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Turrell's astonishing art: illusions made solely of light

Astonishment was definitely what I experienced upon viewing James Turrell's six environmental structures created entirely with light, and occupying the fourth floor of the Whitney Museum here. Although I had seen photographs and read accounts of Turrell's attempts to create art out of light itself, I had not previously seen any of his actual installations.

Their effect on me was immediate and total, and completely satisfying. Without any sense of being forced or seduced, I felt that what I was experiencing was quite simply an extension, a broadening of my perceptions, and that what Turrell was doing was true and inevitable.

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But because my initial reaction to the show was so strong, I decided to let a few days pass between first seeing it and writing about it. I also wanted to take a long second look.

A week has passed, I've had my second look -- and my reaction now is just as strong and favorable as it was at first.

Even the layout of the exhibition is unusual.

We step out of the museum elevator and approach a world totally redesigned in the light of Turrell's ideas. Rather than entering one huge gallery, we are led in and out of various corridors, angles, nooks, and rooms -- and discover each of the six light structures as we proceed.

All the structures are large, two are actually huge, but it is not their size that distinguishes them -- it is their visual ambiguity, as well as the novel spaces they activate.

Turrell's earliest works, the Projection Pieces of 1966- 68, utilize high-intensity light projected directly onto wall surfaces to create simply articulated, luminous images whose volume and surface -- and very existence -- appear both actual and elusive.

In his Shallow Space Constructions of 1968 and 1969, partitions are constructed in front of existing walls to make shallow spaces filled with light that dissolves boundaries and fills the rooms with an ethereal glow.

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In the Space Division Constructions of the 1970s, light is reflected from one space to another room-size area, into which the viewer may peer but not enter. By carefully controlling the quality of light -- fluorescent, tungsten, and daylight in various combinations -- Turrell sets up the illusion of a visual screen through which we see into an undefined area.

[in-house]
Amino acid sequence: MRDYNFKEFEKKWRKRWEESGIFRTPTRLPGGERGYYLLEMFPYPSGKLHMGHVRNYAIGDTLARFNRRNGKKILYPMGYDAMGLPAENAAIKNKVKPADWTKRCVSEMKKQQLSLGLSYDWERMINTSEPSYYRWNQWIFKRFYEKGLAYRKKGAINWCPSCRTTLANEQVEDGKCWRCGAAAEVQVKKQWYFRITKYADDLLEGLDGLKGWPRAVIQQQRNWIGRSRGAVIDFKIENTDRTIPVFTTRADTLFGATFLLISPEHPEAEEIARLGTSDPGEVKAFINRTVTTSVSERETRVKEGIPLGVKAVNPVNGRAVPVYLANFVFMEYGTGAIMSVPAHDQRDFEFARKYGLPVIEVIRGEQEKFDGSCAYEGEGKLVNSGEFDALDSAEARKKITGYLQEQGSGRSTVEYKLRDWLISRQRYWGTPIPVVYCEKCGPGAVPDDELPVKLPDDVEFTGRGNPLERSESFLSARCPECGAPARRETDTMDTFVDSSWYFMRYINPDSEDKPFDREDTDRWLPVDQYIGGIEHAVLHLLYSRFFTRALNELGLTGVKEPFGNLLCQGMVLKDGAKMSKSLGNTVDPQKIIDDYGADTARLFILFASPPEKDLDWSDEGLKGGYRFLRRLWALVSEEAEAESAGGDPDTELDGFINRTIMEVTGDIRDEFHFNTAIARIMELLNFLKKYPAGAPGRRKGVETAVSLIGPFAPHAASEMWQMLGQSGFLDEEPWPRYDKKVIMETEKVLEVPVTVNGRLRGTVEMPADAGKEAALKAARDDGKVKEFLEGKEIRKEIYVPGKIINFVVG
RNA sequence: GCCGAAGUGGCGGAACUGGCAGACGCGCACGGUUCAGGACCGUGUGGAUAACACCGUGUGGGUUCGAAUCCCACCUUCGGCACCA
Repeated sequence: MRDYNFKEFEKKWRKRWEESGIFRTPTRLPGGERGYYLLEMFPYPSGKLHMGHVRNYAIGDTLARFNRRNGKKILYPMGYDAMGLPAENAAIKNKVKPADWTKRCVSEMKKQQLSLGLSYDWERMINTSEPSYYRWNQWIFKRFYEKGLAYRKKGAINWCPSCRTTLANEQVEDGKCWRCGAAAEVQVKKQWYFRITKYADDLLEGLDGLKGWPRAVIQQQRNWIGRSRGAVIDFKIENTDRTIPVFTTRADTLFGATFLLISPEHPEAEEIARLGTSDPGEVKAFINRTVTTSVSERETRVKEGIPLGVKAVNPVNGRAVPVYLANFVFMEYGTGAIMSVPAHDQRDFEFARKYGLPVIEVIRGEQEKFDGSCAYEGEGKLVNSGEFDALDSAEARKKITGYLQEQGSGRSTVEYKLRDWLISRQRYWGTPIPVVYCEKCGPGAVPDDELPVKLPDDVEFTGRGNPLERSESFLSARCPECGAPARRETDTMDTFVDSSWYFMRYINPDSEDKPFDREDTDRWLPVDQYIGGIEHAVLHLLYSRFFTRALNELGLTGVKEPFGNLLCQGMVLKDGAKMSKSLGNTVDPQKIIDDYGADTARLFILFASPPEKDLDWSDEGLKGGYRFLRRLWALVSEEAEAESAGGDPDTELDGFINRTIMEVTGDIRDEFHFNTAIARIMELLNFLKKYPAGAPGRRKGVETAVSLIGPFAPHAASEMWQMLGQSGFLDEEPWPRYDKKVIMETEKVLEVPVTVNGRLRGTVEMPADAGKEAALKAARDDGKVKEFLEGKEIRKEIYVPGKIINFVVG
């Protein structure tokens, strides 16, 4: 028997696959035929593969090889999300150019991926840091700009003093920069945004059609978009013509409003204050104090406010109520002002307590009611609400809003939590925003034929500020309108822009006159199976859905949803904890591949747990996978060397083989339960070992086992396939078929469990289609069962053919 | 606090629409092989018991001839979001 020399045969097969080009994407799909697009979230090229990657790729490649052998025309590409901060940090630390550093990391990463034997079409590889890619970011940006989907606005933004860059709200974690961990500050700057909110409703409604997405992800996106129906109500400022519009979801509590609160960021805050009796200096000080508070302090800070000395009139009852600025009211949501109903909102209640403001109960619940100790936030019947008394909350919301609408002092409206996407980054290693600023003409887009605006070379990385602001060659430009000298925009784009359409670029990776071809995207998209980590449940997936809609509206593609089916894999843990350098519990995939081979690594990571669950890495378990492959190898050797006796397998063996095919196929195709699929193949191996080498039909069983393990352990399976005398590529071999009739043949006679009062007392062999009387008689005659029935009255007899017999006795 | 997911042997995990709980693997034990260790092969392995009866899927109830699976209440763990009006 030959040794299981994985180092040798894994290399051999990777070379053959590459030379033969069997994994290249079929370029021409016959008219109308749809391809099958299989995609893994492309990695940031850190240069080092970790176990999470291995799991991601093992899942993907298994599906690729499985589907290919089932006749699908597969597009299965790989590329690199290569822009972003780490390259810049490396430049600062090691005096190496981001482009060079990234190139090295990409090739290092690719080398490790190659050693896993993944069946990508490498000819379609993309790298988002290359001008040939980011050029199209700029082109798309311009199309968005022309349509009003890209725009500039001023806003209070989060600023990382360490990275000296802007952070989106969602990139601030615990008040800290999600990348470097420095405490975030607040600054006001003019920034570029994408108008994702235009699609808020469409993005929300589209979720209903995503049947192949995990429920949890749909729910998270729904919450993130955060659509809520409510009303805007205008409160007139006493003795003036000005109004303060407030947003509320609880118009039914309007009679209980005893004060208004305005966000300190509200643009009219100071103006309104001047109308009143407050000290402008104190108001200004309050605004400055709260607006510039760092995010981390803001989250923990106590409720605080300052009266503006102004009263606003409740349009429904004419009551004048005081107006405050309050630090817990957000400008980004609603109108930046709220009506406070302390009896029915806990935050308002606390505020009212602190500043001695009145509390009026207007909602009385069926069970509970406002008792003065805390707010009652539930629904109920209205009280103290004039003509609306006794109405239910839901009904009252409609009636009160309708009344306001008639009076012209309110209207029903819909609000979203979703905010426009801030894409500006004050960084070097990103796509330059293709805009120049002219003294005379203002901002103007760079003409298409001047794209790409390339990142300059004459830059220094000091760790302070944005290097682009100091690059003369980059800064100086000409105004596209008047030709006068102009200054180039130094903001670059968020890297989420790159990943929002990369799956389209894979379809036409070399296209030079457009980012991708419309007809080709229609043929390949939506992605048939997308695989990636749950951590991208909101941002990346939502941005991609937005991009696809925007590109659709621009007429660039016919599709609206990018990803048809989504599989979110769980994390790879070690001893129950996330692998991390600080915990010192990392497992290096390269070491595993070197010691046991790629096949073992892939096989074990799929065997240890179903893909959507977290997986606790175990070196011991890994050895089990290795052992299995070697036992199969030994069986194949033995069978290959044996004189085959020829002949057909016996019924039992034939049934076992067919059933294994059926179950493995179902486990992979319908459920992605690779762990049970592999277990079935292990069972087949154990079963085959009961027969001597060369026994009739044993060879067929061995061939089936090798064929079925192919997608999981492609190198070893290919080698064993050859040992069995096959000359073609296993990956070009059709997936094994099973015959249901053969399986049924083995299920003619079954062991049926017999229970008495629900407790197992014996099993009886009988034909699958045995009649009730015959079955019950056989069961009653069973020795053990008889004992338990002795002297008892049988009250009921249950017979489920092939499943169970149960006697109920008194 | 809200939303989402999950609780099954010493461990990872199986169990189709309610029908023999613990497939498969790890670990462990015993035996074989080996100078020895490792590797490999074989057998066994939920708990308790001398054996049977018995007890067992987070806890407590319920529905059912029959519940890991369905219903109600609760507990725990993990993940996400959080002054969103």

But these words give only the barest hint of what viewing these pieces is actually like.

I had already seen five of them during my first visit, and was walking along a short inner corridor when I came upon No. 6. It was on my left, and consisted of a moderate- size, luminous rectangle of blue light. I studied it for a moment, stepped back, and noticed that it faced a blank wall that appeared to be covered with either glass or a clear plastic. I reached out to touch the surface to determine what it was. As my finger reached the point where the surface should have been, I realized with a jolt that there wasm no surface, that I was actually looking into a sharply perspective room area that was illuminated by reflected light.

The effect was truly astonishing, and very similar to the marvelous feeling one has when confronted with a new insight.

The danger with that kind of effect, of course, is that it only works once. I was concerned about that, and made a point of viewing each piece several times during both of my visits to the show. Even knowing what to expect, the effect every time was deeply satisfying.

The reason for that, of course, is that Turrell is an artist and not a trickster, that he works hand in hand with principles of physics, psychology, perception, and aesthetics -- all to the end of creating an experience that symbolically presents us with new ways to perceive physical reality.

As Melinda Wortz writes in her introduction to the exhibition's catalog: "When Turrell presents light without the context of an object, he allows us more direct access to understanding the illusory nature of perception. . . . If we reach into the recessed space in an attempt to touch the substance that we see within, we immediately realize that in a physical sense nothing is there. Yet the visual experience is vividly real. How can we reconcile what we are seeing -- density, substance, fullness -- with what our intellect tells us, that the space is empty, not full?"

Whatever our specific answers to the many issues and questions raised by Turrell's light structures may be, there can be no doubt that this is an exhilarating exhibition, and one bound to convince many viewers that art, old as it is, is still in its infancy.

Anyone who has not yet seen the Edward Hopper retrospective on the lower floors of this museum should do so if he is viewing the Turrell exhibition. Hopper, the artist who painted light, and Turrell, the artist who creates withm light, are particularly interesting when seen in tandem.

Last but not least, the latest of the Whitney's mini-series of exhibitions honoring American artists is devoted to the art of Charles Sheeler. It's a gem of a show.

The Turrell's exhibition runs through Jan. 1, the Hopper through Jan. 18, and the Sheeler through Dec. 7.

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